story

8 Must-Try Winter Soups, Stews, Hot Pots and Chowders in Denver

Chase away the winter chill with these belly warmers
December 17, 2015
·
by Lori Midson

When winter strikes, as it has in Denver (with a vengeance), nothing warms the belly quite like a bowl of soup, a hearty stew, a steaming chowder or a bubbling hot pot. Here are eight of our favorites that are guaranteed to ward off winter's chill.

New England clam chowder from Blue Island Oyster Bar

An ultra-creamy, salty and hearty New England–style clam chowder is easily one of our favorite indulgences on a blustery day, and given the opportunity, we could probably down a vat of chef DJ Nagle's superb version of the East Coast classic. But since a vat, sadly, isn't an option, we'll settle for a mug bobbing with a virtual ocean of fresh clams and elevated by a duo of pudgy, rough-edged clam cakes that, truth be told, we love dunking into the chowder.

2625 E. Second Ave.; 303-333-2462
 

Cioppino from Blackbelly Market

While the origins of cioppino suggest that it's a poor man's stew, there's nothing remotely meager about the cioppino at Blackbelly Market, Hosea Rosenberg's excellent Boulder restaurant. Here, the classic San Francisco–style stew, perfumed with saffron, fennel, garlic and Pernod, is buoyant with mussels, littleneck clams and Oregon ruby shrimp and topped with a fillet of Colorado baby striped bass that's seared on the plancha, a cooking method that produces a super-crispy skin. It's served with grilled ciabatta and a side of rouille. If there's a downside, it's that Rosenberg only offers it on Sunday, and quantities are limited.

1606 Conestoga St., Boulder; 303-247-1000

Hot pot from Yum Yum Spice

Yum Yum Spice, an intriguing Sichuan restaurant near the University of Denver college campus, should be at the forefront of any conversation that includes Chinese hot pot, specifically Chinese dry hot pot, which is similar to the soup-based hot pot, except that the bubbling cauldron, which sits above a flickering flame, doesn't involve nearly as much liquid. This is a good thing, because it means that the broth hasn't been diluted with water — and the absence of water makes for a much more flavor-bombed hot pot. Another difference: the ingredients are dropped into the pot before it arrives, which eliminates the need to twiddle your chopsticks while you wait for the meats and vegetables to cook.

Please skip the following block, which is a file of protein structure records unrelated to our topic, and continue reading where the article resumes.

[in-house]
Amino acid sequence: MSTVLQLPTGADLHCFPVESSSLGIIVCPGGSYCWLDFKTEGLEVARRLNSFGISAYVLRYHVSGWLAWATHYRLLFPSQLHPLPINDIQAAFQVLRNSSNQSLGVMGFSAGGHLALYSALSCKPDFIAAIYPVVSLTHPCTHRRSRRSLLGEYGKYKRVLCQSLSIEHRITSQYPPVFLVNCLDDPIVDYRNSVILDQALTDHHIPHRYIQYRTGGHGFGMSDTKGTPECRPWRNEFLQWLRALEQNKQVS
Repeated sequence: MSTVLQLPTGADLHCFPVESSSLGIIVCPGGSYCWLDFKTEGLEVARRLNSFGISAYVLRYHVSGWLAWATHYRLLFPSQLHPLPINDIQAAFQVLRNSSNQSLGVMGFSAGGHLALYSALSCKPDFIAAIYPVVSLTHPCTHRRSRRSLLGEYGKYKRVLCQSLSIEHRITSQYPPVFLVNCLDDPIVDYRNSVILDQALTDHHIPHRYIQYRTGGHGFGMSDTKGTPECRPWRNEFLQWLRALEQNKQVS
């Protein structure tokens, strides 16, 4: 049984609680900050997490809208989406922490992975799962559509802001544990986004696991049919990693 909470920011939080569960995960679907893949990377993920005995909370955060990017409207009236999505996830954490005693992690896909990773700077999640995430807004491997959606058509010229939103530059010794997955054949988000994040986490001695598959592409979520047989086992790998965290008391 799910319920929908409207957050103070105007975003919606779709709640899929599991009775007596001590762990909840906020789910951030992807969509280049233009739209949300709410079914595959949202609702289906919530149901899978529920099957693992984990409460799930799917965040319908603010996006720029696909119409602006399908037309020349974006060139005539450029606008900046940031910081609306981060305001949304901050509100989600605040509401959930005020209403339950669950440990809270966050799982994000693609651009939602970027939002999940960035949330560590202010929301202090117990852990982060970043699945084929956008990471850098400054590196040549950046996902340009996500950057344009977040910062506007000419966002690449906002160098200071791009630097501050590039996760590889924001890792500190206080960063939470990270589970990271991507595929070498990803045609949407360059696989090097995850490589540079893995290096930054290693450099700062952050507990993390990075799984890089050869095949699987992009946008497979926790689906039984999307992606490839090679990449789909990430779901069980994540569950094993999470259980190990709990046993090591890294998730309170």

2039 S. University Blvd.; 720-542-9921

Onion bliss soup from Chop Shop Casual Urban Eatery

There are few things more enticing on a brisk winter day than a bowl of French onion soup at Chop Shop. The broth — rich, rustic and aromatic from a blend of veal and chicken stocks underpinned with brandy, soy, Worcester sauce and a bouquet garni of thyme and bay leaves — floats with sweet yellow onions and arrives topped with melted Gruyère. Chef-owner Clint Wangsnes calls the soup — which is served in a cast-iron vessel alongside a large toasted crouton (ideal for dunking) — his "72-hour, slow-cooked onion bliss," a title it wholeheartedly deserves.

4990 E. Colfax Ave.; 720-550-7665

Lamb chili from Ophelia's Electric Soapbox

Just about everything at Ophelia's Electric Soapbox is a little offbeat, and that extends to chef Daniel Asher's menu that, while familiar on the surface, features preparations that are innovative and surprising –– the Colorado lamb chili, for example. Here, the rich and robust dish is a medley of kidney beans, calabacitas, snippets of fresh chives, wild black rice, ground lamb and feta cream, all whipped up in a cast-iron skillet.

1215 20th St.; 303-993-8023

Butternut squash soup from Mercantile Dining & Provision

If you're looking for a cold-weather wonderment that's nothing short of astounding, Mercantile's butternut squash soup is your muse. It's an elegant tableside preparation that involves a beautifully creamy butternut squash bisque sweetened with apples, clusters of pumpkin seeds and amaranth (tiny golden seeds), apple-and-chile marmalade, pickled ribbons of butternut squash, clouds of sheep skyr mousse and dots of pumpkin oil. In a nutshell: this is a soup that makes you want to high-five Old Man Winter. Bring on the snow.

1701 Wynkoop St.; 720-460-3733

Steak chili from Elway's

While Elway's is apotheosized for its slabs of prime-grade steer, the terrific steak chili deserves its own entourage of enthusiastic disciples. And come January, when the football playoffs and Super Bowl take center stage (the steakhouse is named for former quarterback John Elway), a brick-red bowl of chef Aniedra Nochols's winter warmer, fragrant with roasted and ground chiles, textured with masa and served with fried tortilla chips, sour cream, grated cheddar and red onions, isn't just a score; it's an in-your-face touchdown.

2500 E. First Ave.; 303-399-5353

Chicken tortilla soup from North County

At North County, the build-your-own chicken tortilla soup, a super-flavorful bowl of Southwest-inspired nourishment, is jazzed up with all sorts of accoutrements: ribbons of tri-colored tortillas, chopped serrano chiles, cilantro, scallions, grated cheese, pico di gallo and a lime wedge. As the seasons turn and the sniffles start, it's a surefire cure for whatever ails you.

94 Rampart Way; 720-532-0106

chili
hot pot
soups
stews
chowders